FIG. 3 shows a preferred embodiment of the network monitoring system 300 according to the present invention. The monitoring system 300 as shown comprises a main server 310 connected to a remote host 320, a router 340 connected between the main server 310 and the Internet 350, and a monitor 330 coupled to the router 340. The figure characterizes the paths between a main server and remote hosts scattered throughout the Internet. This design is typical for sites hosting web servers, where the hosted web servers are accessed by a large number of hosts scattered throughout different locations in the Internet. According to this embodiment, the router 340 filters the data packets coming in and from the hosted servers 310. For each filtered data packet, the router 340 generates and sends a “flow record” containing the destination and source information of the data packet to the monitor 330 for further analysis and testing. The monitor 330 then can randomly select at least a fraction of the flow records received from the router 340 and extracts the destination and source information from the selected flow records. Using the source and destination information, the router can perform active network tests to the remote hosts. The test results are then gathered and analyzed.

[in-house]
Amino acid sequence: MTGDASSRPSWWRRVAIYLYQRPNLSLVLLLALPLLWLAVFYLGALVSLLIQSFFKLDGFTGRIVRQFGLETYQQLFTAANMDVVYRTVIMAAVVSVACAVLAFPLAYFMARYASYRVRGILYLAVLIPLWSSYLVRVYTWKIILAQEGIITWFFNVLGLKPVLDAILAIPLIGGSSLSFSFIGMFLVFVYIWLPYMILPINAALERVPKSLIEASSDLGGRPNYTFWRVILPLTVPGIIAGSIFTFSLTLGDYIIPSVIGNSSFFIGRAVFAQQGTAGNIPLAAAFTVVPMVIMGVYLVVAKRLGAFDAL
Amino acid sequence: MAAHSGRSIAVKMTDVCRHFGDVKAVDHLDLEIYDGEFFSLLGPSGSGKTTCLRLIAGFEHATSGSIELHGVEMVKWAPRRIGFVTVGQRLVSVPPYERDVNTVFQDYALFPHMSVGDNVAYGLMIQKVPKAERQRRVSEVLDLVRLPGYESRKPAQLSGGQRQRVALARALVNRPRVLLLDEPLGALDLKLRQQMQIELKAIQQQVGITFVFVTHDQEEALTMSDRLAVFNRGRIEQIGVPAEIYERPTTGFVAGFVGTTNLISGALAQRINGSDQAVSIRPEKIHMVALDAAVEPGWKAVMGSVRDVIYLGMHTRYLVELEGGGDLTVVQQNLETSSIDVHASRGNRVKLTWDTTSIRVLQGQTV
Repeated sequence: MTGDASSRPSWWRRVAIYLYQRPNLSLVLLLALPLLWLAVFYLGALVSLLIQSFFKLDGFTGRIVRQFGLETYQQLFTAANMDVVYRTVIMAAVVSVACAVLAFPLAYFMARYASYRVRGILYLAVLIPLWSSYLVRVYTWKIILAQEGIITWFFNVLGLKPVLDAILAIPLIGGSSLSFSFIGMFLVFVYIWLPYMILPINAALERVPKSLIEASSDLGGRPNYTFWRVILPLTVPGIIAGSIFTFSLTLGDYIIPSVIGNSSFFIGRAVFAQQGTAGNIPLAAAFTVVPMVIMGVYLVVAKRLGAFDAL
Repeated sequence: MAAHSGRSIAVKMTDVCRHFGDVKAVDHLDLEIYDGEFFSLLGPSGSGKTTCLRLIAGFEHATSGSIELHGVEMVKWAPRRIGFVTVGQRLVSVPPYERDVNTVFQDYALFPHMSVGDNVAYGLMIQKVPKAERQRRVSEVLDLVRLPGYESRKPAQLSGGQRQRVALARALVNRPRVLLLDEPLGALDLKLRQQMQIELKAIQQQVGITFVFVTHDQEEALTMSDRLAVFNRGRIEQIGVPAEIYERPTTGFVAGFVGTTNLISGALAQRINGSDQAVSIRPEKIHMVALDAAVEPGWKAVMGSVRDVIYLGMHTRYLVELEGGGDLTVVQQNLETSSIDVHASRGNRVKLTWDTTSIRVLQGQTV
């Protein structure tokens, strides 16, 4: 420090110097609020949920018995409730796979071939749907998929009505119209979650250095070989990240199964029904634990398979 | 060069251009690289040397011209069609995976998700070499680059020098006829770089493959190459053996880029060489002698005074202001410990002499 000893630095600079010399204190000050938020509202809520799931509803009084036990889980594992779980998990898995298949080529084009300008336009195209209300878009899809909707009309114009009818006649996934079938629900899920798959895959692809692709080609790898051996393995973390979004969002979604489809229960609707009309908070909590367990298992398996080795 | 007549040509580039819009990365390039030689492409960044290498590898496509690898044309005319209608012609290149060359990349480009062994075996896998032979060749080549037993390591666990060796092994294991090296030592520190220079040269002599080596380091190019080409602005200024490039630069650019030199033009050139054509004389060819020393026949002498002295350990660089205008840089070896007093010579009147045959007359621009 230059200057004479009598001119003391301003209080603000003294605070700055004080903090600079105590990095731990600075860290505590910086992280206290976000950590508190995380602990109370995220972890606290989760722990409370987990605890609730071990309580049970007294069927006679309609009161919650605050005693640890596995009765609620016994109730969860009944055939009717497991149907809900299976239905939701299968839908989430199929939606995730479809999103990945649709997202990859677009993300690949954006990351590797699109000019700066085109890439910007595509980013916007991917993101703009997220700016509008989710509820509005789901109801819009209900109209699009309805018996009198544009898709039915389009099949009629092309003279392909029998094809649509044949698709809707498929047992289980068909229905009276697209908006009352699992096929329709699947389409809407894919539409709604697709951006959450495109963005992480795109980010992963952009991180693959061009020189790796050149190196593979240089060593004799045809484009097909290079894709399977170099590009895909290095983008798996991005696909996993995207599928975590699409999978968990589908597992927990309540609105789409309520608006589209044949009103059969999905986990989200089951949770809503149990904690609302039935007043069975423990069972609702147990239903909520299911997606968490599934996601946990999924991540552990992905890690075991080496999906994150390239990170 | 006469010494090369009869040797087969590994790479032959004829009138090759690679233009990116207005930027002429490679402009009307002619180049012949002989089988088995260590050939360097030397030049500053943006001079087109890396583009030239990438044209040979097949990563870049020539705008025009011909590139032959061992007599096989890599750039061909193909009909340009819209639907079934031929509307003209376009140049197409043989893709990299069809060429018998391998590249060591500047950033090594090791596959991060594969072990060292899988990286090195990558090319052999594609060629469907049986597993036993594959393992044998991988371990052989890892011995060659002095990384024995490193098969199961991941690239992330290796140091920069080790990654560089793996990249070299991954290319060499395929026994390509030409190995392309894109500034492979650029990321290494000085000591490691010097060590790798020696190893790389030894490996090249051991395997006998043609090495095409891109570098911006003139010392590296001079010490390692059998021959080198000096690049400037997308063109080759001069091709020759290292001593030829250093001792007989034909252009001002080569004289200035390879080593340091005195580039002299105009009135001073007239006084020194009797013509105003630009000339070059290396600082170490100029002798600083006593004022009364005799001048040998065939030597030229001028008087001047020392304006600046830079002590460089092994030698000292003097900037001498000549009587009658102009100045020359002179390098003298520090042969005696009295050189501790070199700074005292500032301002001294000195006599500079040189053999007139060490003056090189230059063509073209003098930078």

According to another embodiment of the present invention, instead of having the router 340 filter the data packets and generate the flow records for the filtered data packets, the router 340 generates a flow record for every data packet passing through it. The flow records are sent to the monitor 330 for filtering. In this embodiment, the monitor 330 filters the flow records by examining the addresses, port, and/or subnet information embedded in the flow records. It should be noted that, even though the filtering step is essential, the step is optional. In the case that the monitor 330 does not filter the flow records, the monitor 330 can still perform active network tests on the remote hosts indicated by the Internet addresses of the flow records.